If that’s not enough, the growing energy crisis in Europe has only tightened the noose for those hoping to tour the continent. Thrash metal legends Anthrax opted to cancel their planned touring overseas this fall. The band’s bassist Frank Bello revealed that the current day costs of the trek had ballooned to be three times more than what they had originally budgeted for when the run was booked.

They weren’t the only established artist to scrap their touring plans overseas this fall, as numerous other bands also pulled out of their European touring plans for the same reasons, including hard rock chart-toppers Shinedown.

That problem sadly however isn’t limited to one territory however, as even those touring North America are feeling the squeeze among soaring inflation. Members of Dark Funeral and Fear Factory both recently vented on the state of touring, with Fear Factory revealing they plan to downscale to a van for their upcoming touring to try to offset the rising costs of nearly everything else.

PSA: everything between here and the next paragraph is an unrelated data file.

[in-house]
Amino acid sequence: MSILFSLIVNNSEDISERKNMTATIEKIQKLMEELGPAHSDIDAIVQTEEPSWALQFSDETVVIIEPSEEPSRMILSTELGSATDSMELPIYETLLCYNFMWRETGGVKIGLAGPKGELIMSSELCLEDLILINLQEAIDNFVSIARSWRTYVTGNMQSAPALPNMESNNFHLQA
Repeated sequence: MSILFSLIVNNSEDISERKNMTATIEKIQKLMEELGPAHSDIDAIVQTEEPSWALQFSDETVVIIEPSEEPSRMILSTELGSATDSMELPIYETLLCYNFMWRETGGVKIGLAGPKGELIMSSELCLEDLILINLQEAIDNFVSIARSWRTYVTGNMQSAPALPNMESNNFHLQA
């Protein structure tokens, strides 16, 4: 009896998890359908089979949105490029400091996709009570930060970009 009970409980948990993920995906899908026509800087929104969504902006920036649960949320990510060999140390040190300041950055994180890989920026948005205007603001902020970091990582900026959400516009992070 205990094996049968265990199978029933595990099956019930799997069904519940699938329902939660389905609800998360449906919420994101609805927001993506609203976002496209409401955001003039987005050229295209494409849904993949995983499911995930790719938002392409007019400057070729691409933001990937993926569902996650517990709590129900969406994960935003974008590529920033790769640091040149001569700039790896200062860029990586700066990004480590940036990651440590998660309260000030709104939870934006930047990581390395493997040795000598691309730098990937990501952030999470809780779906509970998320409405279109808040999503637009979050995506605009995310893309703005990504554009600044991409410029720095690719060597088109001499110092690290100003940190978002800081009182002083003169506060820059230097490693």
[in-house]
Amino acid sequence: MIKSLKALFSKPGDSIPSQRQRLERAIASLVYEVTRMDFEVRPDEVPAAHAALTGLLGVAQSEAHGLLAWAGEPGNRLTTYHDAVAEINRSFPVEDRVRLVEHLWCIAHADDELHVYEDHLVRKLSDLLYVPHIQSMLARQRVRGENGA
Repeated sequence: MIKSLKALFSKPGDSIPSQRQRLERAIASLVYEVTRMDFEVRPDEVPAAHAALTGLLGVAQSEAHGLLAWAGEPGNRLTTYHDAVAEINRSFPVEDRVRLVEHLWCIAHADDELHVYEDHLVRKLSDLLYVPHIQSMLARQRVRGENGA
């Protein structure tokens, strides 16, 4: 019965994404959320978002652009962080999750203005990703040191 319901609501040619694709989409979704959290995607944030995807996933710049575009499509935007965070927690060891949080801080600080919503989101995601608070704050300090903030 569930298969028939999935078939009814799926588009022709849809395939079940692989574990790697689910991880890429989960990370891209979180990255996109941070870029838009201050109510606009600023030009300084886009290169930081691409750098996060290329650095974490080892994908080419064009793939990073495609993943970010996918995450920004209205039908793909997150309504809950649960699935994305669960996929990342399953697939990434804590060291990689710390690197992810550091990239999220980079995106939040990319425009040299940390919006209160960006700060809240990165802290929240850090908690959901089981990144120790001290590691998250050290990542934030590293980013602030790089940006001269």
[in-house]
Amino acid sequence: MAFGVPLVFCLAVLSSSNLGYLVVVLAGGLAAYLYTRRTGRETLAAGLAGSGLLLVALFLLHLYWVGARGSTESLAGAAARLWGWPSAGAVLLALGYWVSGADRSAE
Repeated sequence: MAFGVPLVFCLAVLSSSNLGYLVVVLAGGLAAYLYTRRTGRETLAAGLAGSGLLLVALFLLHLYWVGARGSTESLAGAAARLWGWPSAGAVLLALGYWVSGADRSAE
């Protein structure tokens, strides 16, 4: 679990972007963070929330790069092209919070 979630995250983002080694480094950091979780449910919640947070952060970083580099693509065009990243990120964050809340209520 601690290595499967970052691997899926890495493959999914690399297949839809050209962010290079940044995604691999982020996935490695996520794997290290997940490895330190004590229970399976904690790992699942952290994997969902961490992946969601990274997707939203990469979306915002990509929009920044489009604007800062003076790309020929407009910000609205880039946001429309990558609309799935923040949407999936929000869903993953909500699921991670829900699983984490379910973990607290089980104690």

Bad Omens, who amid a wave of viral TikTok fame found themselves with a sold out headlining tour this fall, also recently took the time to lament on the lessening share of income artists can make from their livelihood.

They joined a growing chorus of artists frustrated with an industry the has increasingly seen career musicians squeezed out of earnings, first from the transition to the streaming model and its low payouts, to the now seemingly ever-tightening squeeze on touring and merch.

Even Devin Townsend, a seasoned veteran of the road, also painted a bleak outlook for the industry, revealing that he has been opting to tour acoustically to keep costs down and make it financially viable.